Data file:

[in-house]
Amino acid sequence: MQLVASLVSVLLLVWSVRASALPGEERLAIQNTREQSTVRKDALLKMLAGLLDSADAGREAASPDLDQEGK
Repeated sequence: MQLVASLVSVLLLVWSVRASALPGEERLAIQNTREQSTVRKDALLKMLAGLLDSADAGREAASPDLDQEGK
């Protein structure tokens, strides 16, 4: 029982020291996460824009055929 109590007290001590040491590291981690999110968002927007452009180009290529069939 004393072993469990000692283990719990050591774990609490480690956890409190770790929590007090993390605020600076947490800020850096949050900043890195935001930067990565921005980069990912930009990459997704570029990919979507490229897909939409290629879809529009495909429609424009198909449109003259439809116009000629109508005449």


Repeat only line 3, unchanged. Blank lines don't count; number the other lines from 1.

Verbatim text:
Repeated sequence: MQLVASLVSVLLLVWSVRASALPGEERLAIQNTREQSTVRKDALLKMLAGLLDSADAGREAASPDLDQEGK